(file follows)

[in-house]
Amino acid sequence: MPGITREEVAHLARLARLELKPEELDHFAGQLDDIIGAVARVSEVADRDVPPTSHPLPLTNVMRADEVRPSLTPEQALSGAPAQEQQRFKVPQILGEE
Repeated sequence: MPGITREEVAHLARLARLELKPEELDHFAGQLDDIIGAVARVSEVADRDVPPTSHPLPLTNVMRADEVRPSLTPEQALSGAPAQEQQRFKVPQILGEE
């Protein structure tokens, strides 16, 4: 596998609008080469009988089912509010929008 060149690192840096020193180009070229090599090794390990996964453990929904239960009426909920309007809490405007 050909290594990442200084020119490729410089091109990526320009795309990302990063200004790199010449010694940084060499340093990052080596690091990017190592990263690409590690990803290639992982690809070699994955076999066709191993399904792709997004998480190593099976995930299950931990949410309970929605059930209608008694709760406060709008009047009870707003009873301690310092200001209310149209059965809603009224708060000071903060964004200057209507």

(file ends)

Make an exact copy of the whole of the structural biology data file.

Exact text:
[in-house]
Amino acid sequence: MPGITREEVAHLARLARLELKPEELDHFAGQLDDIIGAVARVSEVADRDVPPTSHPLPLTNVMRADEVRPSLTPEQALSGAPAQEQQRFKVPQILGEE
Repeated sequence: MPGITREEVAHLARLARLELKPEELDHFAGQLDDIIGAVARVSEVADRDVPPTSHPLPLTNVMRADEVRPSLTPEQALSGAPAQEQQRFKVPQILGEE
């Protein structure tokens, strides 16, 4: 596998609008080469009988089912509010929008 060149690192840096020193180009070229090599090794390990996964453990929904239960009426909920309007809490405007 050909290594990442200084020119490729410089091109990526320009795309990302990063200004790199010449010694940084060499340093990052080596690091990017190592990263690409590690990803290639992982690809070699994955076999066709191993399904792709997004998480190593099976995930299950931990949410309970929605059930209608008694709760406060709008009047009870707003009873301690310092200001209310149209059965809603009224708060000071903060964004200057209507």